I have included links to some articles from those ancient days (two years ago).
You'll see that much information, and even the illustrations, have been cut and pasted from old articles into ones you have seen in the last few weeks.
I hope we all get through the next few weeks and months. Try not to succumb to the disease but, most of all, don't fall victim to panic.
Perhaps it was the daily pint of Guinness that saved me! You could do worse than that for a treatment for anything.
best wishes

Tuesday, 20 March 2018

There is nothing I'd rather do than nothing
and frequently I do exactly that
looking for birds
or staring at the roots of a shrub -
is that something?
I am doing nothing
and loving it

Thursday, 18 January 2018

Top 100?

Cory Bernardi comes across as an idiot. Try these sentences:

"I suspect a great many more people have voted in the poll, and will listen to it, because of the outrage the industry that have attached themselves to it."

"It's preposterous they draw attention to something they pretend they don't want to endorse."
"This is the modern take on politics, that you have to be tolerant of everyone else's ideas unless you disagree with them."
The list itself is rubbish.
If you put Farnsie ahead of Daddy Cool you are a dead-set fuckwit. You're the Voice? My arse. Eagle Rock or death to you. (That is not a death threat under any law - it means the metaphoric death of extinguishment from history as a know-nothing and a never-was.)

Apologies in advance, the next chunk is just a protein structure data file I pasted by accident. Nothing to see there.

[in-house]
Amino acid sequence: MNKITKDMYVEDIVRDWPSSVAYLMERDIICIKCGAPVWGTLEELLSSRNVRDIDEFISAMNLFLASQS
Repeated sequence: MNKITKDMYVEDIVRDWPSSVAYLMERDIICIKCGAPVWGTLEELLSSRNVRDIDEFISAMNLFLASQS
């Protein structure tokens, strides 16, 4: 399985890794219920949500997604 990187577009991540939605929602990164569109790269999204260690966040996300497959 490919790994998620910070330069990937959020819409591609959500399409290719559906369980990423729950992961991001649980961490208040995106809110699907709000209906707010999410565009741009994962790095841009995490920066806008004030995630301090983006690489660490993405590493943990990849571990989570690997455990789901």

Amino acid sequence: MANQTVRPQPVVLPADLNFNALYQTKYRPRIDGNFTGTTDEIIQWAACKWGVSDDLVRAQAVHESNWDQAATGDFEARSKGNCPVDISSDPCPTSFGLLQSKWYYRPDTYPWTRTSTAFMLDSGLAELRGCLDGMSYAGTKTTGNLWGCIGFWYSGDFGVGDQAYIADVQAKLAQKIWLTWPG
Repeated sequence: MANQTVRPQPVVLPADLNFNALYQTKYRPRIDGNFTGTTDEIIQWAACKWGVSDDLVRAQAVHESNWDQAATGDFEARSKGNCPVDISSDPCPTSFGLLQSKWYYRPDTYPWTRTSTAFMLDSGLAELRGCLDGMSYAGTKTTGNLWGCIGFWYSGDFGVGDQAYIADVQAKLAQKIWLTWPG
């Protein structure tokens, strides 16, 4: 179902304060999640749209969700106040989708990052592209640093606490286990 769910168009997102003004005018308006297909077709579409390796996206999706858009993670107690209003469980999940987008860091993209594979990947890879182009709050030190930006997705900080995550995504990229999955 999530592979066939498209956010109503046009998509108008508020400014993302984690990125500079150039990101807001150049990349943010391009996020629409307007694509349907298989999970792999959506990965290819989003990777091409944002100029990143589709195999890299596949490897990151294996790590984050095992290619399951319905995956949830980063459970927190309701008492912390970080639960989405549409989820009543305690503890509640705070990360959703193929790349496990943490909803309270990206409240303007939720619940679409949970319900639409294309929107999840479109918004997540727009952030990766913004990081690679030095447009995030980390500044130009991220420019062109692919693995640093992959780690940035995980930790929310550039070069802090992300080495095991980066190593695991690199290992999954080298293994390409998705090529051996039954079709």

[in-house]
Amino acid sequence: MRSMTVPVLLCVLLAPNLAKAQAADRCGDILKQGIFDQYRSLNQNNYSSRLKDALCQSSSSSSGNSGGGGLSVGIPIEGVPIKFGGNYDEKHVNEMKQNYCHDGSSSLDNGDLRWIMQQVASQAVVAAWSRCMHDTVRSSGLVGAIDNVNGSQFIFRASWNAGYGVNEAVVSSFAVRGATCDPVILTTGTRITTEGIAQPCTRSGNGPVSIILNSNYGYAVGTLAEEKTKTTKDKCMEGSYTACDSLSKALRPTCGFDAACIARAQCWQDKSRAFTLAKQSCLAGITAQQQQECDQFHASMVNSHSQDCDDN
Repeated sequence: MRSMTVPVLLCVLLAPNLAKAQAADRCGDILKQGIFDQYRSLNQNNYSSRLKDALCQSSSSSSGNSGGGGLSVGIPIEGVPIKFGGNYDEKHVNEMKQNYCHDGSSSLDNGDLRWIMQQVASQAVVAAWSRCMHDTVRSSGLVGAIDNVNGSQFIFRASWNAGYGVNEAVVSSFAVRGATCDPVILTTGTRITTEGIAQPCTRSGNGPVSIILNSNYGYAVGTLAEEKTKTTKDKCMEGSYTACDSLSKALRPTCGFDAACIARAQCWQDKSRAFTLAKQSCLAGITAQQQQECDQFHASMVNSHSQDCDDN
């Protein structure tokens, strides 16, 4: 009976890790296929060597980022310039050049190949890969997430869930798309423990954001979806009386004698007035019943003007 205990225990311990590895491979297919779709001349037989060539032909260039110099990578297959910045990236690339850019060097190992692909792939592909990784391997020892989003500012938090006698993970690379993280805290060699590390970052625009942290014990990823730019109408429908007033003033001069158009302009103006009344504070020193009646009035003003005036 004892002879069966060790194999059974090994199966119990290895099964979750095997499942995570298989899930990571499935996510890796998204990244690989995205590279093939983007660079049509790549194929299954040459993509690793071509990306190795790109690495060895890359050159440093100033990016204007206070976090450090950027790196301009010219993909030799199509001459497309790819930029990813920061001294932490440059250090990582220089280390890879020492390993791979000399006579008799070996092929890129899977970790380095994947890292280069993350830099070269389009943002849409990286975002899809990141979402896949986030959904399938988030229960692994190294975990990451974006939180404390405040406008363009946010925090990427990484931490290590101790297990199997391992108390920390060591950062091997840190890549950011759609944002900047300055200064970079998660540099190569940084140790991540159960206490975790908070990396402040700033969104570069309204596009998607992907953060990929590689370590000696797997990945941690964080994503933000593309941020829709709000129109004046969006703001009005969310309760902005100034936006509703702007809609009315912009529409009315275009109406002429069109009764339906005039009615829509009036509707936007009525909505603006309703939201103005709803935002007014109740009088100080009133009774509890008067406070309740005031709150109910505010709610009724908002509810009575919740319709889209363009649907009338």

Senators do not usually deserve death threats, nor are they allowed them under the law, though sometimes a bugger like this begs to have his teeth kicked in.
This senator is a turncoat, a rat, a traitor. Even the stupid old Liberal Party must hate the sight of him, and now his corny, committee-selected sounds.
We can but hope that this fake party fails to rate a quota next time, or that an angry God strikes down a hypocrite. 

Monday, 27 February 2017

Can I Compare Our Love to Pyrmont?

Can I Compare Our Love to Pyrmont?

Outside the central business district
a distinct and somewhat solitary, soaring promontory
surrounded by deep, dark waters
the sharks unseen though undoubtedly there
many of our favourite features are viewed from without,
their windows boarded, weed-overgrown,
entrance forbidden to those most desirous and desiring of ingress, congress.

We have visited together,
walking the busy thoroughfares, the lonely back lanes
daytime trucks rumble, by night bats screech
and each alone has climbed the headland
gazed over the abodes of four million
intent on one alone, wishing you were here.

I visit and go, and return -
it's still here.

Day or night,
the steaming stinking summer,
the wet and windswept winter -
it changes, though it remains,
not the same - agreed -
though, through the years, itself,
undeniable, beautiful, historic, human.

This is where we walked, kissed, laughed, wept.
Neglected, battered, overbuilt,
it stays
You can go there any time you like
It's not that far away.

Saturday, 17 August 2013

The Western Line

Up and down all the time
I spend my time on the Western Line
counting sheep and kangaroos
contemplating all the views
on the Western Line